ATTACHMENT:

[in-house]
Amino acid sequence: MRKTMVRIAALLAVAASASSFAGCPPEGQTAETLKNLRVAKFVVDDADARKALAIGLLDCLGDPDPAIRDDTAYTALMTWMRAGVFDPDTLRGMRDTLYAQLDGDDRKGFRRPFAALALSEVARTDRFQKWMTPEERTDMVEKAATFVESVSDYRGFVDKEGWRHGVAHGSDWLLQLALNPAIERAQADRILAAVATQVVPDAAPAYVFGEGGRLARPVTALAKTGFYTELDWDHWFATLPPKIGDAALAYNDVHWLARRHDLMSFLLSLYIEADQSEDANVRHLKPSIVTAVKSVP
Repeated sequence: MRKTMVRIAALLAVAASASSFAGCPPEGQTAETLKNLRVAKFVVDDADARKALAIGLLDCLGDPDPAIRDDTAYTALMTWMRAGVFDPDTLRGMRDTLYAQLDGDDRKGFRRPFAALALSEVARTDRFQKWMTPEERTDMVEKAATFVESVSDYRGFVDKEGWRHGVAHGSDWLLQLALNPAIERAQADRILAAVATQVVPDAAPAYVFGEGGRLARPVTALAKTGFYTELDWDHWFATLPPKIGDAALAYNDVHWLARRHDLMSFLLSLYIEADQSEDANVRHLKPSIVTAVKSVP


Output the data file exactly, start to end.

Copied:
[in-house]
Amino acid sequence: MRKTMVRIAALLAVAASASSFAGCPPEGQTAETLKNLRVAKFVVDDADARKALAIGLLDCLGDPDPAIRDDTAYTALMTWMRAGVFDPDTLRGMRDTLYAQLDGDDRKGFRRPFAALALSEVARTDRFQKWMTPEERTDMVEKAATFVESVSDYRGFVDKEGWRHGVAHGSDWLLQLALNPAIERAQADRILAAVATQVVPDAAPAYVFGEGGRLARPVTALAKTGFYTELDWDHWFATLPPKIGDAALAYNDVHWLARRHDLMSFLLSLYIEADQSEDANVRHLKPSIVTAVKSVP
Repeated sequence: MRKTMVRIAALLAVAASASSFAGCPPEGQTAETLKNLRVAKFVVDDADARKALAIGLLDCLGDPDPAIRDDTAYTALMTWMRAGVFDPDTLRGMRDTLYAQLDGDDRKGFRRPFAALALSEVARTDRFQKWMTPEERTDMVEKAATFVESVSDYRGFVDKEGWRHGVAHGSDWLLQLALNPAIERAQADRILAAVATQVVPDAAPAYVFGEGGRLARPVTALAKTGFYTELDWDHWFATLPPKIGDAALAYNDVHWLARRHDLMSFLLSLYIEADQSEDANVRHLKPSIVTAVKSVP